Corporate Disobedience

As global leaders converge in Davos to evaluate how best to solve some of the world's greatest challenges, I can't help but reflect on my 10-year career at leading global corporations, and my impact on those same challenges (or lack thereof).

Before graduating with an MBA from NYU Stern in 2009 in the midst of one of the worst global recessions, I already had two full time offers; one from leading consulting firm Booz & Co. and another from GE Capital. Most students were hard pressed to find one offer, and quite a few didn't have any until well after graduation. I had the choice between buy-side investment and strategy consulting, and common wisdom suggested I was 'the man'.

After a fully paid 'sell' trip to Miami that included lavish social events, a 30-foot yacht cruise, and four nights at the Ritz Carlton, I signed an offer with Booz & Co. and collected a handsome signing bonus. Immediately, I was assigned to interesting projects across the globe advising some of the world's senior leaders on public finance, public private partnerships, and operating strategy. As expected, the hours were unmerciful, the travel constant, but the exposure and learning were unparalleled. My experience across public and private sector clients in both developed and emerging markets laid the foundation for the beginning of my doubts. I started to understand that measuring success either in terms of profit (private sector) or societal impact (public sector) was not an optimal approach.

Later on, at GE Capital, I was responsible for evaluating investments into renewable energy projects across the United States. After many months reviewing $2bn of deals, modeling wind and solar farm financials, and preparing endless investment committee presentations, I found myself again doubting that profit, as measured in financial terms alone, was an advantageous and complete way of measuring value.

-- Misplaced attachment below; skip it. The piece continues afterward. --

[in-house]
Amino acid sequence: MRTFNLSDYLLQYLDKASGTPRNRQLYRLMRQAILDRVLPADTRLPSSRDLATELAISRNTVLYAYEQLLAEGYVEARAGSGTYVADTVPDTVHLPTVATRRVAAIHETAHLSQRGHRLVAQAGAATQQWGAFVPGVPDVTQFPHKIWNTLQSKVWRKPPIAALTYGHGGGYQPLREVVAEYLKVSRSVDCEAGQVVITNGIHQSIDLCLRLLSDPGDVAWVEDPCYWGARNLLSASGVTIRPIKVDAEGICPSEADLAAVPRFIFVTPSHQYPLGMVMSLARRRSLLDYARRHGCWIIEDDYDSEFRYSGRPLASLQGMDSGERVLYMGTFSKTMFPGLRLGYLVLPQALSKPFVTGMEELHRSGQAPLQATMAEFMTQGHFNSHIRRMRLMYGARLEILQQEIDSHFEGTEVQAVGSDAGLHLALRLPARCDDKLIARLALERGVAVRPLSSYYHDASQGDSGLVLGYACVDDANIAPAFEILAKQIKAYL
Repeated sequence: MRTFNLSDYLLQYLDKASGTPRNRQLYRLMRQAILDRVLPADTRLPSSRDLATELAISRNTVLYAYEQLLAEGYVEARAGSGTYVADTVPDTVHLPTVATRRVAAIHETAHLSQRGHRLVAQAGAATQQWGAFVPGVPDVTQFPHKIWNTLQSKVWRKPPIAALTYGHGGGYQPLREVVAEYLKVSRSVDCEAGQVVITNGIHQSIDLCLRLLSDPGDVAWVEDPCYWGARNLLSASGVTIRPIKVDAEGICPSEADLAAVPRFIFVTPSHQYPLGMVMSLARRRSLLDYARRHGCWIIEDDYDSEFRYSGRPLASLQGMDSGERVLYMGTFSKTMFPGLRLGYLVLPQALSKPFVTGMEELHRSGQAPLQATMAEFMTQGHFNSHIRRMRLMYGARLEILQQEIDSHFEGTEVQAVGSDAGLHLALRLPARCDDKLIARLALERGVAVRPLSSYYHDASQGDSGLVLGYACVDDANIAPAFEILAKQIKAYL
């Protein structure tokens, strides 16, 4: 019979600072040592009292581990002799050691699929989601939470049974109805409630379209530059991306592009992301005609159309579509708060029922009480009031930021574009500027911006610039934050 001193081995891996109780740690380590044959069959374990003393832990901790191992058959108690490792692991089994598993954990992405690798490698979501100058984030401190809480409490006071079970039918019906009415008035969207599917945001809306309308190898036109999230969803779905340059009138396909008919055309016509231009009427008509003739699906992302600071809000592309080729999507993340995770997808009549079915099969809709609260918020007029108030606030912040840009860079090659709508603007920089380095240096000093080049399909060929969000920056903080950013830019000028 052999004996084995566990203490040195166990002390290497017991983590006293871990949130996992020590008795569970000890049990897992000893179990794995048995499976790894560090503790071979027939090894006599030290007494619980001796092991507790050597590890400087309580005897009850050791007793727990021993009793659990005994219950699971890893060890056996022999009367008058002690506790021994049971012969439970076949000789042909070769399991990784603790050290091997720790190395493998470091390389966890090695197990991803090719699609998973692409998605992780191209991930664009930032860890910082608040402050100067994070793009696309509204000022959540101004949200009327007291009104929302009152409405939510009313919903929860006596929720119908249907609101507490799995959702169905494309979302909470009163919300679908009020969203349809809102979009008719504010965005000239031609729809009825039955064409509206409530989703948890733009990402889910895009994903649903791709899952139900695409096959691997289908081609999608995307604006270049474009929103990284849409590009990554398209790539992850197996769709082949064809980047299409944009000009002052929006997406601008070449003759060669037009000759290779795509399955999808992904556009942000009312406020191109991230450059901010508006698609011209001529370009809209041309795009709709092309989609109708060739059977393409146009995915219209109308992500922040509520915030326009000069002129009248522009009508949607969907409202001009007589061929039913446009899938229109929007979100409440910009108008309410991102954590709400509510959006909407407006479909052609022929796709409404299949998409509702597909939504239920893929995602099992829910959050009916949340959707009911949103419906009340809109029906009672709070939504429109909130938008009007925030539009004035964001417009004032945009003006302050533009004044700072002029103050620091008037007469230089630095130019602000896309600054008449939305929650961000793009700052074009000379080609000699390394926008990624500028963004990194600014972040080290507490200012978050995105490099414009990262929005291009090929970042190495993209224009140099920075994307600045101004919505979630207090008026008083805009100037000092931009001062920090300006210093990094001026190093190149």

At Barclays Capital, as a member of the COO team, I worked with senior management through one of the bank's most challenging time periods (LIBOR scandal, etc.), helping to navigate increasing regulatory scrutiny and shifting capital requirements, evaluate new product investments, re-design the operating framework, and build the US wealth business.

My doubts only grew stronger. I was reminded constantly of the taxing personal commitments required to succeed in business, and wondered whether shareholder enrichment was good enough cause.

As I matured professionally and personally, I came to better understand the missing link in all of my corporate experiences -- the source of my consistent unease. Although these jobs had each provided me with great friends, best-in-class training, opportunities for growth and development, and senior level exposure, none of them gave me purpose.

In choosing to leave a successful corporate career to join the Hult Prize Foundation, for the first time, I am choosing impact and purpose as my main drivers. I am allowing my doubts in some of the existing models of corporate being, and my experience over the last decade, to make me believe in a new, better corporation.

The Hult Prize Foundation seeks to create the economic and social incentives that allow the launch and capitalization of a new breed of business, one that marries social impact and profitability.

Last year's Hult Prize competition received 20,000 applications, and is set to revolutionize the way we think about business. Bill Clinton and TIME Magazine named it "one of the top five ideas changing the world." It is built on the premise that great business should first and foremost address an unmet social need, and then make money doing so. The foundation has thus far disbursed 6 million dollars of startup funds and has inspired dozens of new startups across the globe.

I am honored to be part of the team, and am confident that my time and energy are having real impact, leading a shifting paradigm around the role of business in society.

This post is part of a series produced by The Huffington Post to mark the World Economic Forum's Annual Meeting 2015 (in Davos-Klosters, Switzerland, Jan. 21-24). Read all the posts in the series here.